A septic system consists of two primary components: a septic tank and a drainfield. The tank collects solid waste. Meanwhile, liquid waste flows through a series of buried pipes into the soil of the drainfield. In the simplest systems, liquid waste moves out of the tank through the power of gravity. Other systems must use a special septic pump to push liquid into the drainfield.
Septic systems that contain pumps often go by the name of pressure distribution systems. Pump maintenance plays a key role in keeping a pressure distribution system running strong. If your septic system uses a pump to move liquid waste, keep reading. This article takes a closer look at three key aspects of septic pump maintenance.
1. Regular Inspection
A septic pump uses a float valve to automatically turn itself on and off. Liquid waste — also known as effluent — flows into the pump tank through the main septic tank's outflow pipe. As the liquid rises, so does the float valve. Once the valve has reached a pre-set level, the pump turns on and begins pushing effluent into the drainfield.
Pump problems often ensue from sludge and solid waste making its way into the pump chamber. Such waste may clog the pump's lines or restrict the float's range of motion. In either case, the pump fails to do its job. As a result, effluent levels continue rising until the pump chamber floods.
To prevent such issues, you must have your septic pump inspected regularly. A professional knows how to spot clogs and float valve problems. The technician also checks for signs of corrosion that can render a pump inoperative. If nothing else, a thorough cleaning of the pump chamber and float valve will ensure smooth functioning moving forward.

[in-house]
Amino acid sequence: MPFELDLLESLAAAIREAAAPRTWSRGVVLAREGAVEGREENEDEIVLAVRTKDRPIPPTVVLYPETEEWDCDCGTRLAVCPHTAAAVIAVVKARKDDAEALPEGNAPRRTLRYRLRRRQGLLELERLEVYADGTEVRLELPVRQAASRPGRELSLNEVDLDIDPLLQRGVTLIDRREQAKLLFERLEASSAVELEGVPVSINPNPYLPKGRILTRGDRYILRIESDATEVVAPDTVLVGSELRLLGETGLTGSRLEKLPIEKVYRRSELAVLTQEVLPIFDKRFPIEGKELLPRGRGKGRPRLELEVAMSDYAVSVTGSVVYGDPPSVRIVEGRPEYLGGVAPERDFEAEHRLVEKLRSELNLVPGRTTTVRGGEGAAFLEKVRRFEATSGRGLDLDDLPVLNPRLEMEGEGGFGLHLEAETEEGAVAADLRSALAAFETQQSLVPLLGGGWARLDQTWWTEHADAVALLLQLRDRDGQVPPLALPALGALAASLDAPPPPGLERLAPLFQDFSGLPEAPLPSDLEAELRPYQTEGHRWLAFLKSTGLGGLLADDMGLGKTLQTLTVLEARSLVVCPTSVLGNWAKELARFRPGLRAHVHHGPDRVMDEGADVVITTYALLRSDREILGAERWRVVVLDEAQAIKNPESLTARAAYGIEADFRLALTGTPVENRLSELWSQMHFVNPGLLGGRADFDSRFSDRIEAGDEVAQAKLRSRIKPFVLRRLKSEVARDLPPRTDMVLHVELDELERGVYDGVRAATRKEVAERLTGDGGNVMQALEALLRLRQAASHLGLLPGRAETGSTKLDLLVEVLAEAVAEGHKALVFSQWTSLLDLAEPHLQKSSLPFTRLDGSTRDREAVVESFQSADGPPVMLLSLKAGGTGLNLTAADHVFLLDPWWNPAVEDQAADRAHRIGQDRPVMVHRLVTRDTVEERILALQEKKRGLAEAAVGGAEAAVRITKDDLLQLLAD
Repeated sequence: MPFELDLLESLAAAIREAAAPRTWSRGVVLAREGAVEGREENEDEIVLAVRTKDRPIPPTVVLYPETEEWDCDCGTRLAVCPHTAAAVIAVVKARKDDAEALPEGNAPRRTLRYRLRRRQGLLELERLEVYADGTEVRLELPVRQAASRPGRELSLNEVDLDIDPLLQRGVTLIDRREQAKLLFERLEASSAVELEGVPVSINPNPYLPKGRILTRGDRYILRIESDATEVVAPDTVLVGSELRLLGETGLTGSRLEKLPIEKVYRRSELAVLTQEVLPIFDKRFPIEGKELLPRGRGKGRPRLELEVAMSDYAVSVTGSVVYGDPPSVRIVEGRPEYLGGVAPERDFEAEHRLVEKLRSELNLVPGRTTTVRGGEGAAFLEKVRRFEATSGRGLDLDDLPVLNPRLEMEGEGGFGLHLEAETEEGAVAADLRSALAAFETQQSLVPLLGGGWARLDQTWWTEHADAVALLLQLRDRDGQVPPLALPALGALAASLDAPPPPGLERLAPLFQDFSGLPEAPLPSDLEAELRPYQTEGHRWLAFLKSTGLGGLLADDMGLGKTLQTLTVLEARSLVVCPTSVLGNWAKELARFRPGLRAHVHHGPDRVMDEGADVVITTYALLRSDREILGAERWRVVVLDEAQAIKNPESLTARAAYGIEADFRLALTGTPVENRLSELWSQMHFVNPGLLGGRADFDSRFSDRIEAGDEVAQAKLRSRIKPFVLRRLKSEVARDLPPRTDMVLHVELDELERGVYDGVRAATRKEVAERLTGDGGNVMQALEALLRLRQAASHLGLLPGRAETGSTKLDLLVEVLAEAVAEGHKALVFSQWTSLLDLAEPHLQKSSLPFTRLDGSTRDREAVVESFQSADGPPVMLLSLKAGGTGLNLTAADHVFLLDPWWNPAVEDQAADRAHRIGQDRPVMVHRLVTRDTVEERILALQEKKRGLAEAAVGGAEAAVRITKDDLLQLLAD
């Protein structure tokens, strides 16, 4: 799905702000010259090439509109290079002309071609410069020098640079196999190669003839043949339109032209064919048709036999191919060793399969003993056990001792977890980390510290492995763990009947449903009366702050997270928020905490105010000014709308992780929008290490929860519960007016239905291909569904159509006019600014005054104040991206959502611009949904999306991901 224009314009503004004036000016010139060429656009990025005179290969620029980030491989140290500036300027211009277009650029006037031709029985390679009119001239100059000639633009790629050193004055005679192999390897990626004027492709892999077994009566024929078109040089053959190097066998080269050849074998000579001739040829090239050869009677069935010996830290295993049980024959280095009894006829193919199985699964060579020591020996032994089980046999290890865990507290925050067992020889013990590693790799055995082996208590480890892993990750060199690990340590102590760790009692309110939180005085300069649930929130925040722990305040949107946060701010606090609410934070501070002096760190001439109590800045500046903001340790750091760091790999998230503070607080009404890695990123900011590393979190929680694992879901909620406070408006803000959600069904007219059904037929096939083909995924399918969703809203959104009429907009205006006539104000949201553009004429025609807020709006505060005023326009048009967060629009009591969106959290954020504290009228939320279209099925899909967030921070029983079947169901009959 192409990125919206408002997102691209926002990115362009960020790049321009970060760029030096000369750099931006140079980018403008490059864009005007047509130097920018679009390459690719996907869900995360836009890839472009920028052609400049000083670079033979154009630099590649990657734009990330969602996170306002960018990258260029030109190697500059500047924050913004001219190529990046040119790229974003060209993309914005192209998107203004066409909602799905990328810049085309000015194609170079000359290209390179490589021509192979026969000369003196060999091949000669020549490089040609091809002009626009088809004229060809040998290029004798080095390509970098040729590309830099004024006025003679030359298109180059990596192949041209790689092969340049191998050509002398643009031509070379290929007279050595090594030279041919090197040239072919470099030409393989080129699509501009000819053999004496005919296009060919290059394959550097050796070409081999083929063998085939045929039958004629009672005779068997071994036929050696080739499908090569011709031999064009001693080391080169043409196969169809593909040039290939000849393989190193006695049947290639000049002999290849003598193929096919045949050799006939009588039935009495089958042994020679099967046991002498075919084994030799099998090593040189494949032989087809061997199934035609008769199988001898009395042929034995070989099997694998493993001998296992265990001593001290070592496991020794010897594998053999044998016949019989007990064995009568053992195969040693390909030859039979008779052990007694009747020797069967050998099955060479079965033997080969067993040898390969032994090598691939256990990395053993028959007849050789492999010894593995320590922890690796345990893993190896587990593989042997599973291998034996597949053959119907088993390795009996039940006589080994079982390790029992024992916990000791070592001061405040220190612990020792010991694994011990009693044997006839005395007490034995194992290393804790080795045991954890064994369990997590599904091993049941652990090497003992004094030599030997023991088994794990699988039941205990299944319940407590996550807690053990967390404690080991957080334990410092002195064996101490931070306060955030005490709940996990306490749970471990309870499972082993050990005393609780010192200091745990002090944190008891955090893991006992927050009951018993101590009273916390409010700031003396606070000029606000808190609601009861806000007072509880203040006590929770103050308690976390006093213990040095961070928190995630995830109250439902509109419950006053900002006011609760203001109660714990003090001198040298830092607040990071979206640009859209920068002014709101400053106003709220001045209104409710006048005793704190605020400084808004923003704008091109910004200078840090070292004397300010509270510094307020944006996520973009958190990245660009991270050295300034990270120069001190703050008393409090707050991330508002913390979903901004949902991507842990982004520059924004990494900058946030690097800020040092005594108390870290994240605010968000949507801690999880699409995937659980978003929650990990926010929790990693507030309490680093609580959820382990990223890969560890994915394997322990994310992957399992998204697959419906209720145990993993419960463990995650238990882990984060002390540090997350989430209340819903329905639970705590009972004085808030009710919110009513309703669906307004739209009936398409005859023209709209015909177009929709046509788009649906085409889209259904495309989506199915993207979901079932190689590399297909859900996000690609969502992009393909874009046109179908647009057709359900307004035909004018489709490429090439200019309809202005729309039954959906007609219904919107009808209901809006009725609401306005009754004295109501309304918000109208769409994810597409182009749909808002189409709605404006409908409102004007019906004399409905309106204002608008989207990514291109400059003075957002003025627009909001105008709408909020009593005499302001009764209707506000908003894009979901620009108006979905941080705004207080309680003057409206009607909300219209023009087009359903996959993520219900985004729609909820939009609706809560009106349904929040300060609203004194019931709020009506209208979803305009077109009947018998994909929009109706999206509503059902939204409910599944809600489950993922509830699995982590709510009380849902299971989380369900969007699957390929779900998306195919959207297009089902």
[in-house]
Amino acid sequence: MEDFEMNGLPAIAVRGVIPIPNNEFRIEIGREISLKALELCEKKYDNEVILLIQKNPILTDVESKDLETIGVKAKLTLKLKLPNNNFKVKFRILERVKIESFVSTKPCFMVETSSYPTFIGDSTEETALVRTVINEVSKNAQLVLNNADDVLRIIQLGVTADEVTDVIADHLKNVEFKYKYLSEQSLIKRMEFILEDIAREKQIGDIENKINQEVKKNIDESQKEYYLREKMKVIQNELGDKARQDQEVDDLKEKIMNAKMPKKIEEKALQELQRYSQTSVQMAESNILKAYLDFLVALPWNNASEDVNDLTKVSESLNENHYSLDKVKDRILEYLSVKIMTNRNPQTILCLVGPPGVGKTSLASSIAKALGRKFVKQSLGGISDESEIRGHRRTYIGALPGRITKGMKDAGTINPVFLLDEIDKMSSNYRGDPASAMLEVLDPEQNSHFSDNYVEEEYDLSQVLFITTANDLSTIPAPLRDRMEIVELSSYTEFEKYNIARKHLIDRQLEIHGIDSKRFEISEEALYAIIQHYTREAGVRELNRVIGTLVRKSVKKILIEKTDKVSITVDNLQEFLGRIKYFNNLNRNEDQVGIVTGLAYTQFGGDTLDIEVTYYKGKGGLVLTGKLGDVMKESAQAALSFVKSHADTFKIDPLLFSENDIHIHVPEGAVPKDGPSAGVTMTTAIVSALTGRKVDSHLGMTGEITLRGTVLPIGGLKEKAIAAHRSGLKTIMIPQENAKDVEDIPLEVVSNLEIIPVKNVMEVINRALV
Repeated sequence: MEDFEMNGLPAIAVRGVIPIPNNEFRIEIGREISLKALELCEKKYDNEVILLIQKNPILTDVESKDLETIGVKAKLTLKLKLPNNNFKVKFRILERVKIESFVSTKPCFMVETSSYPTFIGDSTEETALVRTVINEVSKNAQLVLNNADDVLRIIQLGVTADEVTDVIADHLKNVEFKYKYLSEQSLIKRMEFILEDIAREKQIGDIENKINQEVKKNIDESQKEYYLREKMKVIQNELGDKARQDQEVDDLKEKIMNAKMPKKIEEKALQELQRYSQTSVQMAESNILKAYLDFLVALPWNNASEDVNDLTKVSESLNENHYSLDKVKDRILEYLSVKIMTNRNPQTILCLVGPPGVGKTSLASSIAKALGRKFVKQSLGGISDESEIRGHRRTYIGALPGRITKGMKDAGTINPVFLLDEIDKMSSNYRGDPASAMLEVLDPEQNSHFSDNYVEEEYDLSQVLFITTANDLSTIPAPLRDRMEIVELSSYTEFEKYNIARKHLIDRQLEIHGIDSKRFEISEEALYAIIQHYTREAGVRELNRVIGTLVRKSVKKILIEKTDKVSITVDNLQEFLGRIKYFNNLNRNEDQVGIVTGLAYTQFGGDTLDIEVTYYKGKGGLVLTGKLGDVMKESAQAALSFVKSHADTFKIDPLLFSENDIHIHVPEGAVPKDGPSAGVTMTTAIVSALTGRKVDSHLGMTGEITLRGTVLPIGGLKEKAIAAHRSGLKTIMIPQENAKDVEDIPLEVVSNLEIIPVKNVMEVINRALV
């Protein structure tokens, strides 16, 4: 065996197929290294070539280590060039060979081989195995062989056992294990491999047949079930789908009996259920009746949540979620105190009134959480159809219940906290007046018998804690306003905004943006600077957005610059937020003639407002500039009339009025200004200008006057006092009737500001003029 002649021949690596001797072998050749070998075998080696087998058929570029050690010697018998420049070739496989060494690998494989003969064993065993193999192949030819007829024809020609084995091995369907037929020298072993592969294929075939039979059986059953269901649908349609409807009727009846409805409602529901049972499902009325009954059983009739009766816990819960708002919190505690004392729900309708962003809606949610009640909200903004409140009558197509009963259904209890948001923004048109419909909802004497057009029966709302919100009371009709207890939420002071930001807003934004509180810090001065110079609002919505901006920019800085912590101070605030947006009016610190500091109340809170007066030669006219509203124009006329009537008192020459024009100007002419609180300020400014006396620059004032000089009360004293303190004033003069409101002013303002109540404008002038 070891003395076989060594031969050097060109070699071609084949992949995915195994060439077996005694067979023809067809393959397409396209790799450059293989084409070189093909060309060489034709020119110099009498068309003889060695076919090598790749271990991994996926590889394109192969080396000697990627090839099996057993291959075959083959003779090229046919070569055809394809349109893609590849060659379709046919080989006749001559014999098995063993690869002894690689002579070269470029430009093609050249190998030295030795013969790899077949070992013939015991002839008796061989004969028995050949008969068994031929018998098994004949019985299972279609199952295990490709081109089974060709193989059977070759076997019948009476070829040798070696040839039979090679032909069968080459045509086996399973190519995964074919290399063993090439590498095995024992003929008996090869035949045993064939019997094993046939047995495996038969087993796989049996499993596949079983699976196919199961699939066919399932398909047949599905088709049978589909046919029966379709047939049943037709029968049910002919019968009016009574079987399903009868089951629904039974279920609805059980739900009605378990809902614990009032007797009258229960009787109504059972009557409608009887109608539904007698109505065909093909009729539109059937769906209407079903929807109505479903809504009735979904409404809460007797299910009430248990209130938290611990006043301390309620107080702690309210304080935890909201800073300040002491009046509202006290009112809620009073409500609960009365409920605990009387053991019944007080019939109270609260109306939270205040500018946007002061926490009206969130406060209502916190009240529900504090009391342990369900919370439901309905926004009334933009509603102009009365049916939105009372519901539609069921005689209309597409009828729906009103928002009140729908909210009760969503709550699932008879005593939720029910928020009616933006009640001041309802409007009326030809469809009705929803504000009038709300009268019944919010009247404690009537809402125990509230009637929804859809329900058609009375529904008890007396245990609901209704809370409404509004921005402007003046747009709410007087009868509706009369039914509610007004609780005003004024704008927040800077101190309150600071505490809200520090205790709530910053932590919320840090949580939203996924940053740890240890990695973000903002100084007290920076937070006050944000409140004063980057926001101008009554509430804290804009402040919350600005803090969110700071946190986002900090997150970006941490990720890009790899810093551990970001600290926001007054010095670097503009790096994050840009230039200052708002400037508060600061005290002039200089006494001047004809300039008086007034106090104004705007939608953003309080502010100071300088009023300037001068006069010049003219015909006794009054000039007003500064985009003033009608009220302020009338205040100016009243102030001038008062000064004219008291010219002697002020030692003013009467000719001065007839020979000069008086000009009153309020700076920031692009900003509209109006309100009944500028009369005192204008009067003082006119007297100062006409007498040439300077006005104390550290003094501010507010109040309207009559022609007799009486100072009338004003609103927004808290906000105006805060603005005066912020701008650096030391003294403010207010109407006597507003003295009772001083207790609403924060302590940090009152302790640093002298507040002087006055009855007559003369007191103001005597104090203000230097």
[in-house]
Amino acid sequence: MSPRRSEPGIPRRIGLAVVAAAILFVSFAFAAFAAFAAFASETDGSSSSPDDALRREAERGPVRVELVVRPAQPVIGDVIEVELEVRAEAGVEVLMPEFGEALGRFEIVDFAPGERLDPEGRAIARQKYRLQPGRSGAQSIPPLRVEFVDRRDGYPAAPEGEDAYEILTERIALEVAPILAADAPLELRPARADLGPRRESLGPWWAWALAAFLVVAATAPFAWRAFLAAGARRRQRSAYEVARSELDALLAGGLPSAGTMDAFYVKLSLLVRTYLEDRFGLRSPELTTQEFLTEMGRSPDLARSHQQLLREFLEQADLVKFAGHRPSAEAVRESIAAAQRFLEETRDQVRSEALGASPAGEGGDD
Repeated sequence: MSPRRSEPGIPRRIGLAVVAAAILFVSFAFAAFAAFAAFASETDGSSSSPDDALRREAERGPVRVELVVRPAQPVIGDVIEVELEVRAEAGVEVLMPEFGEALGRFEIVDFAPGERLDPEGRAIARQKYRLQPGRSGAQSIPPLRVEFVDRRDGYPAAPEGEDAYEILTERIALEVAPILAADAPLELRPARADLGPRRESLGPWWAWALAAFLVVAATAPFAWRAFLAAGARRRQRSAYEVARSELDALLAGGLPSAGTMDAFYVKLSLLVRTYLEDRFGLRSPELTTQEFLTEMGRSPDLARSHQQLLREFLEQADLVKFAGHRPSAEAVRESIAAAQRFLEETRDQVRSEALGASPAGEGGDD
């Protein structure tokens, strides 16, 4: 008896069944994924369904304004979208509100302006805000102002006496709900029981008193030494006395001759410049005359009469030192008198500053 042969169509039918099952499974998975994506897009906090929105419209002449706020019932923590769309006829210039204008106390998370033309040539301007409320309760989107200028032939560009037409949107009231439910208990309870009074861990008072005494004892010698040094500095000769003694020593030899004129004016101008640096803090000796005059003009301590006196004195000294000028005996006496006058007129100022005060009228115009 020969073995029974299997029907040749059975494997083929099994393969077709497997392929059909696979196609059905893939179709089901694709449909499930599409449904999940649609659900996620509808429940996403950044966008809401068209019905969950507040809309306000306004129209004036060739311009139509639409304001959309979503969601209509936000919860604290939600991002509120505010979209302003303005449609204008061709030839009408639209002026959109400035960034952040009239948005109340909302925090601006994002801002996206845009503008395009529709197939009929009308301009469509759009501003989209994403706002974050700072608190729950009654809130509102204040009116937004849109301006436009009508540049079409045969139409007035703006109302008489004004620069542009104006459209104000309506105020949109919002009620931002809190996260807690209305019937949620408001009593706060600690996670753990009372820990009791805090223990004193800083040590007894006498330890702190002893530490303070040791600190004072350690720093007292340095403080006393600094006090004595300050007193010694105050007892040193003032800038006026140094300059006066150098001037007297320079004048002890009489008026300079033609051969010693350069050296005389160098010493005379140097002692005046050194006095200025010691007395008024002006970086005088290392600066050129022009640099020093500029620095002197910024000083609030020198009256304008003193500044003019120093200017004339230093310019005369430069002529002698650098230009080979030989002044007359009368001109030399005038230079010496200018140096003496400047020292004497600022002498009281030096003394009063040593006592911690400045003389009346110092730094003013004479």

2. Alarm Testing
Most septic pumps contain built-in alarm systems. These alarms use sensors to monitor effluent levels inside of the pump chamber. If the effluent rises too high, the alarm goes off. This system prevents overflow and backflow scenarios. A triggered alarm generally indicates a clogged or non-functioning pump — two scenarios that require immediate attention.
Your pump's alarm system plays a critical role. Unfortunately, as time goes on, the alarm may suffer from clogs or electrical problems of its own. Such issues often prevent the alarm system from doing its job, leaving you without one of your septic system's most vital safety features.
Most alarm systems contain a test button. During a regular maintenance visit, a technician pushes this button in order to test the alarm system. If for some reason pushing the button does not trigger the alarm, the technician knows that the alarm system requires repair or replacement.
3. Effluent Filter Installation
Both solid and liquid waste flow out of your home and into the main septic tank. There the solid waste theoretically settles to the bottom, where anaerobic bacteria gradually break it down into sludge. Meanwhile liquid effluent rises until eventually it flows through a special pipe into the pump chamber.
In theory, little to no solid waste should enter your pump chamber. Yet some solids do manage to move through the outflow pipe into the pump chamber. There those solids contribute to clogs, stuck float valves, and other problems. Solids that manage to pass out of the pump chamber into the drainfield often end up clogging the drainpipes.
Effluent filters ensure that solid waste remains where it should — inside of the septic tank. These slotted plastic devices allow liquid to easily flow into the pump chamber. Your septic system may or may not already contain an effluent filter. If you don't know whether it does, contact the septic experts at Gotta Go Site Service Rentals for a professional evaluation.